Quantcast
Taking a Chance on Puny Hand – QNS.com

Taking a Chance on Puny Hand

Poker

In mid-December, 100 players entered the Epic Poker League $20,000 Main Event at the Palms Casino in Las Vegas. A new tournament series that features the top 250 players in the world, Epic features top-notch action and big prize pools.

There were 14 players left in the tournament, and with only 12 places paid, a mistake could cost a player more than the average American salary. Joe Tehan, Faraz Jaka and Vanessa Rousso became involved in an interesting hand.

Tehan, a World Poker Tour champion, was the commanding chip leader. He was playing the bubble aggressively, considering that the next player knocked out would leave penniless.

Faraz Jaka was the short stack in the hand, having 18 big blinds. Jaka plays an unorthodox style of poker. With over $4 million in career earnings, his unpredictability is a threat.

Finally, we had one of the most famous female players in the world, Vanessa Rousso. Forum posters on the Internet frequently criticize her decisions, but make no mistake: With more than $3.5 million in live cashes alone, Rousso can play.

At a five-handed table, with blinds at $2,000-$4,000 and a $500 ante, Jaka moved all in for $72,000. With a stack of $300,000, Rousso reraised to $120,000. Action was now on Tehan. He requested Rousso’s chip count, then moved all in, putting Rousso’s stack at risk. She mulled over the decision and ultimately called. Jaka turned overA-A, Rousso showed Q-Q, and Tehan turned over … 2d 4h.

Yes, you read that correctly: 2-4 offsuit.

Jaka shouldn’t have moved all in. His best play would have been to make a small raise. Given his style, he needs to leave room for one of his opponents to make a mistake, not hope they wake up with a good enough hand to call. Rousso made the next error.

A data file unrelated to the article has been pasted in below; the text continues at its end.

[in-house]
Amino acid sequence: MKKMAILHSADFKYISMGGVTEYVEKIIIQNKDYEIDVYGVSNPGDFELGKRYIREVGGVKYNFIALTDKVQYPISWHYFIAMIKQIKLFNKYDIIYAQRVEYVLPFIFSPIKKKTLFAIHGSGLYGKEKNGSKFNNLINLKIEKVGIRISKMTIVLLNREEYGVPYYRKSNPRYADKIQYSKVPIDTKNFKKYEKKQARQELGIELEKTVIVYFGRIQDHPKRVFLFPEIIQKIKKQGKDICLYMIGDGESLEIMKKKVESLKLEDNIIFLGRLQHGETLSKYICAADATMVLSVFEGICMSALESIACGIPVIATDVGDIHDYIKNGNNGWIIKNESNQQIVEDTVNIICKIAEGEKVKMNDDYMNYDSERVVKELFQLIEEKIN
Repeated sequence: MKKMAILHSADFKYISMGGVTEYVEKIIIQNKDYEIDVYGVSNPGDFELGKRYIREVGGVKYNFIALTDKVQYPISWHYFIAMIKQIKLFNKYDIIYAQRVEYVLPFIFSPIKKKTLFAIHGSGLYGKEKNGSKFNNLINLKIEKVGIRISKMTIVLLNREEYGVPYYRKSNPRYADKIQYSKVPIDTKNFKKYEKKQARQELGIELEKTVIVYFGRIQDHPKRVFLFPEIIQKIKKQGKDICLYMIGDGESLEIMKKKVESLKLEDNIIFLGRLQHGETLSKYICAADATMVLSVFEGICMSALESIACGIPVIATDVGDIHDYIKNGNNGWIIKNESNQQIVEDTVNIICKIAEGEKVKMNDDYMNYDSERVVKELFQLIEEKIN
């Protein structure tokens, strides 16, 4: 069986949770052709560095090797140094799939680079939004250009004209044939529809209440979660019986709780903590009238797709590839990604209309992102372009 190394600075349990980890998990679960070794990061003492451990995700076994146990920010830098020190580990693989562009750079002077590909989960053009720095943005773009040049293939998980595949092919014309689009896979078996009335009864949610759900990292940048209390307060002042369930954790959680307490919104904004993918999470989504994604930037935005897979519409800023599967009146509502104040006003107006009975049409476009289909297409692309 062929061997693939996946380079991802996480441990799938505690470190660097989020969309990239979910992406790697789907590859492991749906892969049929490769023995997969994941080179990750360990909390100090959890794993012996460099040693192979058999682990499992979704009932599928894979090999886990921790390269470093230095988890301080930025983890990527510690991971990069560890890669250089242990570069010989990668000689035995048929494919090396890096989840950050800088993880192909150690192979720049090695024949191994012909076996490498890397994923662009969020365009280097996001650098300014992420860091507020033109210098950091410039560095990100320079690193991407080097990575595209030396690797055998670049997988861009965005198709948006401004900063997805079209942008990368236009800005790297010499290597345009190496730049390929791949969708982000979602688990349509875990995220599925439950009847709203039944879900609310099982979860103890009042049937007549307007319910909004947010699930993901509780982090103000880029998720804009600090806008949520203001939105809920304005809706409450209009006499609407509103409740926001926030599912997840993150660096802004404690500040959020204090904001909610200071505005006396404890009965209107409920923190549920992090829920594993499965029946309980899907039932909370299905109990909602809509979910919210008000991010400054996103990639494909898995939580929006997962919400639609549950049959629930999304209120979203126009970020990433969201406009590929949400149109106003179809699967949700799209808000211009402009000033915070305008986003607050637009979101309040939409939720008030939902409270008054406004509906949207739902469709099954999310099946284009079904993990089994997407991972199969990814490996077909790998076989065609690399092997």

She should have just called the all-in by Jaka rather than re-raise. The $72,000 bet was large enough to keep weak hands out of the pot.

By re-raising, Rousso needlessly put dead money in the middle. By trying to protect her hand, she helped define her range. She must anticipate one of the players behind her will move all in.

Tehan did just that. Go figure.

He realized Rousso’s range was vulnerable. He thought she had a good enough hand (such as 10-10, JJ, Q-Q or A-Q) but also one she could fold. Given Tehan’s aggressive bubble image, coupled with the fact that they were playing five-handed (where hand values increase significantly), his logic was skewed. Even if Rousso folded, he still had to turn over 2-4 offsuit and beat Jaka. I applaud Tehan for his ambition, but if you’re going to make a play like this, I prefer hands with better equity.

Rousso appeared to have set Joe up perfectly, but the fact that she debated for minutes about calling or folding shows she didn’t have strategic intentions in her re-raise.

When the board ran out 9h 6d 4s 4d 10d, Tehan made three of a kind to eliminate both Rousso and Jaka short of the money.

Even the world’s best players make mistakes, but aggression in poker gives you a stronger chance at winning. Just ask Tehan.

* * *

Tristan Wade is a World Series of Poker bracelet winner and the Director of Training and Education for DeepStacks Live poker seminars. Learn more at deepstacks.com. Twitter: @TristanCre8ive.

More from Around New York